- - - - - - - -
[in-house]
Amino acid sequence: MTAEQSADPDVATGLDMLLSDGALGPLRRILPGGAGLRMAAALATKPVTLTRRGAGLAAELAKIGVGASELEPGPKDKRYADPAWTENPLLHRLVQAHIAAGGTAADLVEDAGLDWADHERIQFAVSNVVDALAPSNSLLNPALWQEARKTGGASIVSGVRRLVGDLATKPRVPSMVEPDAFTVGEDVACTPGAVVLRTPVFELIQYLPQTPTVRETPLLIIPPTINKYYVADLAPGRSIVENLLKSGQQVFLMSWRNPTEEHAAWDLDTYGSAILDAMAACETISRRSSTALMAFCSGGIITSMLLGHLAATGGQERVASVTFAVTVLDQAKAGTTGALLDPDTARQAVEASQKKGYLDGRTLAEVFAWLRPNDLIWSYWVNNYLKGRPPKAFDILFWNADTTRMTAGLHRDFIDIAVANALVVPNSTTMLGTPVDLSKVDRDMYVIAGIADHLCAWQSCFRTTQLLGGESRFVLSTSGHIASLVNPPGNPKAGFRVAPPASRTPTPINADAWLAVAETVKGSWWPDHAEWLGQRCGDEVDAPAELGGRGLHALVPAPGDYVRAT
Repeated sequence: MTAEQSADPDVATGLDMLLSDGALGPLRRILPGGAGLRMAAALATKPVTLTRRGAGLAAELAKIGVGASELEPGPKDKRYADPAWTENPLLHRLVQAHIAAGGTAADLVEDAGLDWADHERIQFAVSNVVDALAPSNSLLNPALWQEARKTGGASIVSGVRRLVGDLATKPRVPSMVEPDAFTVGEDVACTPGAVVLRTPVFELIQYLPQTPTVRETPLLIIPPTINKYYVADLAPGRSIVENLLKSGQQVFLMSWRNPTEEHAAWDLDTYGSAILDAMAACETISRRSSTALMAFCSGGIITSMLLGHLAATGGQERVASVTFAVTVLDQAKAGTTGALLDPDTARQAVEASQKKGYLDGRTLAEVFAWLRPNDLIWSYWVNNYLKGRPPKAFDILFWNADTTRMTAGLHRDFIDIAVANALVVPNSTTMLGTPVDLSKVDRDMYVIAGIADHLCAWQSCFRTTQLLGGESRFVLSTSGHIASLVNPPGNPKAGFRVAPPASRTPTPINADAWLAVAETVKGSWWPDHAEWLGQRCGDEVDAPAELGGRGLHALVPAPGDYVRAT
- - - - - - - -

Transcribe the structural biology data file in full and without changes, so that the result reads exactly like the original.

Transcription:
[in-house]
Amino acid sequence: MTAEQSADPDVATGLDMLLSDGALGPLRRILPGGAGLRMAAALATKPVTLTRRGAGLAAELAKIGVGASELEPGPKDKRYADPAWTENPLLHRLVQAHIAAGGTAADLVEDAGLDWADHERIQFAVSNVVDALAPSNSLLNPALWQEARKTGGASIVSGVRRLVGDLATKPRVPSMVEPDAFTVGEDVACTPGAVVLRTPVFELIQYLPQTPTVRETPLLIIPPTINKYYVADLAPGRSIVENLLKSGQQVFLMSWRNPTEEHAAWDLDTYGSAILDAMAACETISRRSSTALMAFCSGGIITSMLLGHLAATGGQERVASVTFAVTVLDQAKAGTTGALLDPDTARQAVEASQKKGYLDGRTLAEVFAWLRPNDLIWSYWVNNYLKGRPPKAFDILFWNADTTRMTAGLHRDFIDIAVANALVVPNSTTMLGTPVDLSKVDRDMYVIAGIADHLCAWQSCFRTTQLLGGESRFVLSTSGHIASLVNPPGNPKAGFRVAPPASRTPTPINADAWLAVAETVKGSWWPDHAEWLGQRCGDEVDAPAELGGRGLHALVPAPGDYVRAT
Repeated sequence: MTAEQSADPDVATGLDMLLSDGALGPLRRILPGGAGLRMAAALATKPVTLTRRGAGLAAELAKIGVGASELEPGPKDKRYADPAWTENPLLHRLVQAHIAAGGTAADLVEDAGLDWADHERIQFAVSNVVDALAPSNSLLNPALWQEARKTGGASIVSGVRRLVGDLATKPRVPSMVEPDAFTVGEDVACTPGAVVLRTPVFELIQYLPQTPTVRETPLLIIPPTINKYYVADLAPGRSIVENLLKSGQQVFLMSWRNPTEEHAAWDLDTYGSAILDAMAACETISRRSSTALMAFCSGGIITSMLLGHLAATGGQERVASVTFAVTVLDQAKAGTTGALLDPDTARQAVEASQKKGYLDGRTLAEVFAWLRPNDLIWSYWVNNYLKGRPPKAFDILFWNADTTRMTAGLHRDFIDIAVANALVVPNSTTMLGTPVDLSKVDRDMYVIAGIADHLCAWQSCFRTTQLLGGESRFVLSTSGHIASLVNPPGNPKAGFRVAPPASRTPTPINADAWLAVAETVKGSWWPDHAEWLGQRCGDEVDAPAELGGRGLHALVPAPGDYVRAT